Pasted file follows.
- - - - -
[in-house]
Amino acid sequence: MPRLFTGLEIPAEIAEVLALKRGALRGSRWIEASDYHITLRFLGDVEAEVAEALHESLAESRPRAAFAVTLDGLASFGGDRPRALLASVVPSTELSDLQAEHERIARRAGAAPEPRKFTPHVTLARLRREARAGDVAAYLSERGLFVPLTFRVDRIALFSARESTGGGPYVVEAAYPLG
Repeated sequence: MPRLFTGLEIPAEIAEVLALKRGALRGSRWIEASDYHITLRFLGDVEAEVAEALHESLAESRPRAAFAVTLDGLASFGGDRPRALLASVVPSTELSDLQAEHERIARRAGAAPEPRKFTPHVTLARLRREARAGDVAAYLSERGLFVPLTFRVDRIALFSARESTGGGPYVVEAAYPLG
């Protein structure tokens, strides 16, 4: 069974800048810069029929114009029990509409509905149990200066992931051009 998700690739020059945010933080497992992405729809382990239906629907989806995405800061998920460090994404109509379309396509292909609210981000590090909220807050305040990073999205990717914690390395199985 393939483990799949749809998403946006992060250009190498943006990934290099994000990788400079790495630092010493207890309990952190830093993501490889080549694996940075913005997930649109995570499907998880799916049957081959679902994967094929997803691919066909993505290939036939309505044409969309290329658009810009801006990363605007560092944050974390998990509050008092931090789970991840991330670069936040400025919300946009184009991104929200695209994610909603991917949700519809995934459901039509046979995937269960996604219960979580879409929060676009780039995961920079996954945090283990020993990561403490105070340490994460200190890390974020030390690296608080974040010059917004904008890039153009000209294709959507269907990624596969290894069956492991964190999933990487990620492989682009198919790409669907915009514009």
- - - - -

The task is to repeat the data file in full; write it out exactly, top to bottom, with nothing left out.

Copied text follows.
[in-house]
Amino acid sequence: MPRLFTGLEIPAEIAEVLALKRGALRGSRWIEASDYHITLRFLGDVEAEVAEALHESLAESRPRAAFAVTLDGLASFGGDRPRALLASVVPSTELSDLQAEHERIARRAGAAPEPRKFTPHVTLARLRREARAGDVAAYLSERGLFVPLTFRVDRIALFSARESTGGGPYVVEAAYPLG
Repeated sequence: MPRLFTGLEIPAEIAEVLALKRGALRGSRWIEASDYHITLRFLGDVEAEVAEALHESLAESRPRAAFAVTLDGLASFGGDRPRALLASVVPSTELSDLQAEHERIARRAGAAPEPRKFTPHVTLARLRREARAGDVAAYLSERGLFVPLTFRVDRIALFSARESTGGGPYVVEAAYPLG
């Protein structure tokens, strides 16, 4: 069974800048810069029929114009029990509409509905149990200066992931051009 998700690739020059945010933080497992992405729809382990239906629907989806995405800061998920460090994404109509379309396509292909609210981000590090909220807050305040990073999205990717914690390395199985 393939483990799949749809998403946006992060250009190498943006990934290099994000990788400079790495630092010493207890309990952190830093993501490889080549694996940075913005997930649109995570499907998880799916049957081959679902994967094929997803691919066909993505290939036939309505044409969309290329658009810009801006990363605007560092944050974390998990509050008092931090789970991840991330670069936040400025919300946009184009991104929200695209994610909603991917949700519809995934459901039509046979995937269960996604219960979580879409929060676009780039995961920079996954945090283990020993990561403490105070340490994460200190890390974020030390690296608080974040010059917004904008890039153009000209294709959507269907990624596969290894069956492991964190999933990487990620492989682009198919790409669907915009514009």